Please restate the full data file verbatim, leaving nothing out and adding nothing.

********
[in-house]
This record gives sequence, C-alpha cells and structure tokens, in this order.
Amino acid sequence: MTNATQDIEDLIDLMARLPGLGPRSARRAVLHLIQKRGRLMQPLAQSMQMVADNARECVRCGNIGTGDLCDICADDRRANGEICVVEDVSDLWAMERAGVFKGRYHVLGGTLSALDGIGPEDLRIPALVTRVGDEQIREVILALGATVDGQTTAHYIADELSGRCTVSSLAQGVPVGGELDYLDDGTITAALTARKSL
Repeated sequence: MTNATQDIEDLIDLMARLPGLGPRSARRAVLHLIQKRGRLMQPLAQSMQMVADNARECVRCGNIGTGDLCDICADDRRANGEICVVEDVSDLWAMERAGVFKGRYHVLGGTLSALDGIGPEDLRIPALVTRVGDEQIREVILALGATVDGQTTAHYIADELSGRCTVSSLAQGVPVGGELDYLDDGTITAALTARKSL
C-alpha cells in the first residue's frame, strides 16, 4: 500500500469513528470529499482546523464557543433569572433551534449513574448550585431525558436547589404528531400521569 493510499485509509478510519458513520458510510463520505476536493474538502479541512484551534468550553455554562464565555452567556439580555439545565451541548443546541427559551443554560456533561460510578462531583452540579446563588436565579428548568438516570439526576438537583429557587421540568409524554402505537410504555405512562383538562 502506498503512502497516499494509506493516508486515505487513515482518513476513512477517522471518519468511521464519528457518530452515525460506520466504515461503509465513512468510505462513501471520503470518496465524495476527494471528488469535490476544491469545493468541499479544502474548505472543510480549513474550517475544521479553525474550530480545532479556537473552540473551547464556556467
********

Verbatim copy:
[in-house]
This record gives sequence, C-alpha cells and structure tokens, in this order.
Amino acid sequence: MTNATQDIEDLIDLMARLPGLGPRSARRAVLHLIQKRGRLMQPLAQSMQMVADNARECVRCGNIGTGDLCDICADDRRANGEICVVEDVSDLWAMERAGVFKGRYHVLGGTLSALDGIGPEDLRIPALVTRVGDEQIREVILALGATVDGQTTAHYIADELSGRCTVSSLAQGVPVGGELDYLDDGTITAALTARKSL
Repeated sequence: MTNATQDIEDLIDLMARLPGLGPRSARRAVLHLIQKRGRLMQPLAQSMQMVADNARECVRCGNIGTGDLCDICADDRRANGEICVVEDVSDLWAMERAGVFKGRYHVLGGTLSALDGIGPEDLRIPALVTRVGDEQIREVILALGATVDGQTTAHYIADELSGRCTVSSLAQGVPVGGELDYLDDGTITAALTARKSL
C-alpha cells in the first residue's frame, strides 16, 4: 500500500469513528470529499482546523464557543433569572433551534449513574448550585431525558436547589404528531400521569 493510499485509509478510519458513520458510510463520505476536493474538502479541512484551534468550553455554562464565555452567556439580555439545565451541548443546541427559551443554560456533561460510578462531583452540579446563588436565579428548568438516570439526576438537583429557587421540568409524554402505537410504555405512562383538562 502506498503512502497516499494509506493516508486515505487513515482518513476513512477517522471518519468511521464519528457518530452515525460506520466504515461503509465513512468510505462513501471520503470518496465524495476527494471528488469535490476544491469545493468541499479544502474548505472543510480549513474550517475544521479553525474550530480545532479556537473552540473551547464556556467